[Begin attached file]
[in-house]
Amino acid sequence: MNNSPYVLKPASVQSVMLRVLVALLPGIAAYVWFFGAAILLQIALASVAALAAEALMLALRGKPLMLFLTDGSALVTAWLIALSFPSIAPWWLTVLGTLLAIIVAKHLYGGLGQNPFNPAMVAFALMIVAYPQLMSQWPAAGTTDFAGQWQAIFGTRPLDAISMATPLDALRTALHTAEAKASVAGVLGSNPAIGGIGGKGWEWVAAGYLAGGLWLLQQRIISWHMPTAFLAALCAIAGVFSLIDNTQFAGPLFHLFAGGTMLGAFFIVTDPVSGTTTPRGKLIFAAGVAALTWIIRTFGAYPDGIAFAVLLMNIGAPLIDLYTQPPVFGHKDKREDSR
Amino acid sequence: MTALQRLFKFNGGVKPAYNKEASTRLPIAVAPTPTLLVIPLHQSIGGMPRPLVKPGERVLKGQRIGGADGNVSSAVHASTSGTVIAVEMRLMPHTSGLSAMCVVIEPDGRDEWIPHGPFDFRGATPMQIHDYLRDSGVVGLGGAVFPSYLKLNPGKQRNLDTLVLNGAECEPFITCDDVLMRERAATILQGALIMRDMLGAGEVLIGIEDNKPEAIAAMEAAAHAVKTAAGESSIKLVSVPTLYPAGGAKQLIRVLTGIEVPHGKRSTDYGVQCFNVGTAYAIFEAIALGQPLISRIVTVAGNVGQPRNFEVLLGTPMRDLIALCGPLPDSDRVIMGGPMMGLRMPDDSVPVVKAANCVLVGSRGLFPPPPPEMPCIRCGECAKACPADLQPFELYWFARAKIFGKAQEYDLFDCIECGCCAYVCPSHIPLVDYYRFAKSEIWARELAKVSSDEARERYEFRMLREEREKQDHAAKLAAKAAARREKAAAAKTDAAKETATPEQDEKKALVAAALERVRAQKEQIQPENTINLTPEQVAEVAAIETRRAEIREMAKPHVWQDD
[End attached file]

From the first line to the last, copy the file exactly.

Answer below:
[in-house]
Amino acid sequence: MNNSPYVLKPASVQSVMLRVLVALLPGIAAYVWFFGAAILLQIALASVAALAAEALMLALRGKPLMLFLTDGSALVTAWLIALSFPSIAPWWLTVLGTLLAIIVAKHLYGGLGQNPFNPAMVAFALMIVAYPQLMSQWPAAGTTDFAGQWQAIFGTRPLDAISMATPLDALRTALHTAEAKASVAGVLGSNPAIGGIGGKGWEWVAAGYLAGGLWLLQQRIISWHMPTAFLAALCAIAGVFSLIDNTQFAGPLFHLFAGGTMLGAFFIVTDPVSGTTTPRGKLIFAAGVAALTWIIRTFGAYPDGIAFAVLLMNIGAPLIDLYTQPPVFGHKDKREDSR
Amino acid sequence: MTALQRLFKFNGGVKPAYNKEASTRLPIAVAPTPTLLVIPLHQSIGGMPRPLVKPGERVLKGQRIGGADGNVSSAVHASTSGTVIAVEMRLMPHTSGLSAMCVVIEPDGRDEWIPHGPFDFRGATPMQIHDYLRDSGVVGLGGAVFPSYLKLNPGKQRNLDTLVLNGAECEPFITCDDVLMRERAATILQGALIMRDMLGAGEVLIGIEDNKPEAIAAMEAAAHAVKTAAGESSIKLVSVPTLYPAGGAKQLIRVLTGIEVPHGKRSTDYGVQCFNVGTAYAIFEAIALGQPLISRIVTVAGNVGQPRNFEVLLGTPMRDLIALCGPLPDSDRVIMGGPMMGLRMPDDSVPVVKAANCVLVGSRGLFPPPPPEMPCIRCGECAKACPADLQPFELYWFARAKIFGKAQEYDLFDCIECGCCAYVCPSHIPLVDYYRFAKSEIWARELAKVSSDEARERYEFRMLREEREKQDHAAKLAAKAAARREKAAAAKTDAAKETATPEQDEKKALVAAALERVRAQKEQIQPENTINLTPEQVAEVAAIETRRAEIREMAKPHVWQDD